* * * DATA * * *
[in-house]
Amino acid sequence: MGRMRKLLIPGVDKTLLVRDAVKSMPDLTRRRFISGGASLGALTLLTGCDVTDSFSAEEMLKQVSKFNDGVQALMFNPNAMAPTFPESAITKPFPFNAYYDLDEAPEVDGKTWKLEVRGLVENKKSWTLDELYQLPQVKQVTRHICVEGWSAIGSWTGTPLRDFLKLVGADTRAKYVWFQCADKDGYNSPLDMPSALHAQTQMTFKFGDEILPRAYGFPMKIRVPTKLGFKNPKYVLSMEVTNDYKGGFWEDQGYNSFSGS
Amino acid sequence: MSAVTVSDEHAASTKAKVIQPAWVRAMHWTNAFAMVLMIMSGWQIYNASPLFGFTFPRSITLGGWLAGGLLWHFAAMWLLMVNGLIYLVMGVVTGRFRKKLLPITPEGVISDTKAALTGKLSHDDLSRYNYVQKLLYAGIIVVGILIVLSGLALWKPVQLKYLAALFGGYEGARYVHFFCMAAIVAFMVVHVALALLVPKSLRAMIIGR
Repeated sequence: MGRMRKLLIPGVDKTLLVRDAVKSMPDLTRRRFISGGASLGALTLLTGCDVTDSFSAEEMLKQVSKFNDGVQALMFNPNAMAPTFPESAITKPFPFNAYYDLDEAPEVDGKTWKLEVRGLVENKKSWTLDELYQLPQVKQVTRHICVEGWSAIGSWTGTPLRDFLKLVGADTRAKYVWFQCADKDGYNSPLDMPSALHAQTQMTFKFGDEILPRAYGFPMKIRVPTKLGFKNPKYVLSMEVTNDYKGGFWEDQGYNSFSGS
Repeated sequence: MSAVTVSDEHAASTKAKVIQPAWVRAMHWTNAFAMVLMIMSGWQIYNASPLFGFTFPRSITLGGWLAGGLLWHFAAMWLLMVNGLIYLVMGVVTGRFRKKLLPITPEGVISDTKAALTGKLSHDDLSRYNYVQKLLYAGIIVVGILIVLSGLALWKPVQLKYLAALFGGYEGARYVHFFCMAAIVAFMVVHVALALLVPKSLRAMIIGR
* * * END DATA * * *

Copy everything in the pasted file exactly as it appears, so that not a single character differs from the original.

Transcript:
[in-house]
Amino acid sequence: MGRMRKLLIPGVDKTLLVRDAVKSMPDLTRRRFISGGASLGALTLLTGCDVTDSFSAEEMLKQVSKFNDGVQALMFNPNAMAPTFPESAITKPFPFNAYYDLDEAPEVDGKTWKLEVRGLVENKKSWTLDELYQLPQVKQVTRHICVEGWSAIGSWTGTPLRDFLKLVGADTRAKYVWFQCADKDGYNSPLDMPSALHAQTQMTFKFGDEILPRAYGFPMKIRVPTKLGFKNPKYVLSMEVTNDYKGGFWEDQGYNSFSGS
Amino acid sequence: MSAVTVSDEHAASTKAKVIQPAWVRAMHWTNAFAMVLMIMSGWQIYNASPLFGFTFPRSITLGGWLAGGLLWHFAAMWLLMVNGLIYLVMGVVTGRFRKKLLPITPEGVISDTKAALTGKLSHDDLSRYNYVQKLLYAGIIVVGILIVLSGLALWKPVQLKYLAALFGGYEGARYVHFFCMAAIVAFMVVHVALALLVPKSLRAMIIGR
Repeated sequence: MGRMRKLLIPGVDKTLLVRDAVKSMPDLTRRRFISGGASLGALTLLTGCDVTDSFSAEEMLKQVSKFNDGVQALMFNPNAMAPTFPESAITKPFPFNAYYDLDEAPEVDGKTWKLEVRGLVENKKSWTLDELYQLPQVKQVTRHICVEGWSAIGSWTGTPLRDFLKLVGADTRAKYVWFQCADKDGYNSPLDMPSALHAQTQMTFKFGDEILPRAYGFPMKIRVPTKLGFKNPKYVLSMEVTNDYKGGFWEDQGYNSFSGS
Repeated sequence: MSAVTVSDEHAASTKAKVIQPAWVRAMHWTNAFAMVLMIMSGWQIYNASPLFGFTFPRSITLGGWLAGGLLWHFAAMWLLMVNGLIYLVMGVVTGRFRKKLLPITPEGVISDTKAALTGKLSHDDLSRYNYVQKLLYAGIIVVGILIVLSGLALWKPVQLKYLAALFGGYEGARYVHFFCMAAIVAFMVVHVALALLVPKSLRAMIIGR